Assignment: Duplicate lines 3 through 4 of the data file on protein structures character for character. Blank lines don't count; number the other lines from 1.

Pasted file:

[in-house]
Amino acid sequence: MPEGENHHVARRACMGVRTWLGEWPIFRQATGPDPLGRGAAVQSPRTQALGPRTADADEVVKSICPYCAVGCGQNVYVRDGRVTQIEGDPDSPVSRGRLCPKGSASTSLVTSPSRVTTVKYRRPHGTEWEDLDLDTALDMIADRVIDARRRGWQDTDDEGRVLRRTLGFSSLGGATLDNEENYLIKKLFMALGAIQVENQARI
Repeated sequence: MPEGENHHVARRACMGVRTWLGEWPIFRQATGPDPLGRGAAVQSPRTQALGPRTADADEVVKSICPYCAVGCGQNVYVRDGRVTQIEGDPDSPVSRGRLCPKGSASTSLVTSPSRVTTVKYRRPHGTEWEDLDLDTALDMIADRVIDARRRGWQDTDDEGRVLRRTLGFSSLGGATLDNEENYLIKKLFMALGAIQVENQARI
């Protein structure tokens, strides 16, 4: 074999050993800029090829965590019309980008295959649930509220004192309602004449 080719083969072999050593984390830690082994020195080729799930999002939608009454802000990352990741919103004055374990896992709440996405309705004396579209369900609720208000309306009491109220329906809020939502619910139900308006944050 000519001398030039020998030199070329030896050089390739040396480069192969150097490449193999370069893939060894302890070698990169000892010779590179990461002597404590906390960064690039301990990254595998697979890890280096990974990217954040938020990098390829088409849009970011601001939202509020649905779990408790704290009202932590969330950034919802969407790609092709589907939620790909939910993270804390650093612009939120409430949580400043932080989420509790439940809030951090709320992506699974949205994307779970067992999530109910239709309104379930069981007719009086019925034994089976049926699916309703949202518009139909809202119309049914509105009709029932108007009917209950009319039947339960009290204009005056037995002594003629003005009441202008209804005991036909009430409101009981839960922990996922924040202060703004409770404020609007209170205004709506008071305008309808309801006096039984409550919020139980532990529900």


Repeated sequence: MPEGENHHVARRACMGVRTWLGEWPIFRQATGPDPLGRGAAVQSPRTQALGPRTADADEVVKSICPYCAVGCGQNVYVRDGRVTQIEGDPDSPVSRGRLCPKGSASTSLVTSPSRVTTVKYRRPHGTEWEDLDLDTALDMIADRVIDARRRGWQDTDDEGRVLRRTLGFSSLGGATLDNEENYLIKKLFMALGAIQVENQARI
């Protein structure tokens, strides 16, 4: 074999050993800029090829965590019309980008295959649930509220004192309602004449 080719083969072999050593984390830690082994020195080729799930999002939608009454802000990352990741919103004055374990896992709440996405309705004396579209369900609720208000309306009491109220329906809020939502619910139900308006944050 000519001398030039020998030199070329030896050089390739040396480069192969150097490449193999370069893939060894302890070698990169000892010779590179990461002597404590906390960064690039301990990254595998697979890890280096990974990217954040938020990098390829088409849009970011601001939202509020649905779990408790704290009202932590969330950034919802969407790609092709589907939620790909939910993270804390650093612009939120409430949580400043932080989420509790439940809030951090709320992506699974949205994307779970067992999530109910239709309104379930069981007719009086019925034994089976049926699916309703949202518009139909809202119309049914509105009709029932108007009917209950009319039947339960009290204009005056037995002594003629003005009441202008209804005991036909009430409101009981839960922990996922924040202060703004409770404020609007209170205004709506008071305008309808309801006096039984409550919020139980532990529900």